The report, which has tracked the developments in the Indian financial sector, has said that in the July-September quarter, loan growth in India has dropped to demonetisation lows of 6 per cent, as the NBFC lending has pulled back (disbursements -36% YoY) and there is a slowdown also in bank lending (8%).
“Even private banks’ loan growth has dropped to 14% from 22% a year ago. PSU loan growth is down to 5% YoY from 8% in 1Q despite the large recap,” Credit Suisse has said in its report.
The numbers given in the report is indicative of the fact that post Il&FS failure and liquidity crisis being faced by other NBFCs including DHFL, lenders have become reluctant to increase their exposure to the NBFC sector. This despite government trying its best to ease liquidity pressure in the sector through a series of stimulus measures.
“Funding for NBFCs remains constrained. Over the past year, MFs have cut NBFC exposure by 30%. NBFCs tided over this largely through increased sell-downs and higher bank funding (+30% YoY). With most PSU banks’ NBFC exposure now at 10-15% of their loan book, headroom for incremental funding is low,” the report has said.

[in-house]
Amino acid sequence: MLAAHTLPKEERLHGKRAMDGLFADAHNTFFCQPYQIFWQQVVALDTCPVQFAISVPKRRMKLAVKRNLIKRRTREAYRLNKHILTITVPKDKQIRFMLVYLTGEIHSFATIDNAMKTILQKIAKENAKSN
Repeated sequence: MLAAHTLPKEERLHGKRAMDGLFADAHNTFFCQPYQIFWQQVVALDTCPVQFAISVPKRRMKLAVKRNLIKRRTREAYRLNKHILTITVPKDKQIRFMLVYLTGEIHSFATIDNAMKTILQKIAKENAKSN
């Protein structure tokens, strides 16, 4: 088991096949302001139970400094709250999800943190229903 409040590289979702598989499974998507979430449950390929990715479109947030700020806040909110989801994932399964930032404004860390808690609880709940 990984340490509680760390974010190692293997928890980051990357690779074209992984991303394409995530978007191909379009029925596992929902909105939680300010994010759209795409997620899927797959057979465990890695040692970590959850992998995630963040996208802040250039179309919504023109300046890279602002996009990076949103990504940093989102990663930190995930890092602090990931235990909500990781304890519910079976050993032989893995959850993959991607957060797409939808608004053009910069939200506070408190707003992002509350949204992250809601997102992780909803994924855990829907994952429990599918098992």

The problem for NBFCs doesn’t end here. The entities are also facing problems in raising both short term and long term debt. The report has highlighted that debt markets continue to differentiate among NBFCs, with long-term bond funding still available to only a select few.
For short-term paper, the spread on borrowing costs among NBFCs has widened to historic highs of 400 bp+ despite surplus liquidity. Recently, with divergent trends visible even for sell-downs from NBFCs, the funding options for the perceived stressed names have reduced further.
While the NBFC sector continues to face the heat, corporate banks seem to be on track to recovery. In the second quarter of FY20, NPA additions for banks moderated in 2Q as non-corporate (agri/SME) moderated from the seasonal 1Q spike.
“Corporate NPA additions continued to trend down, though banks are still to recognise NBFCs in default as NPAs (0.2-0.5% of loans). Retail asset quality also continues to hold up well at both banks and NBFCs,” the report said.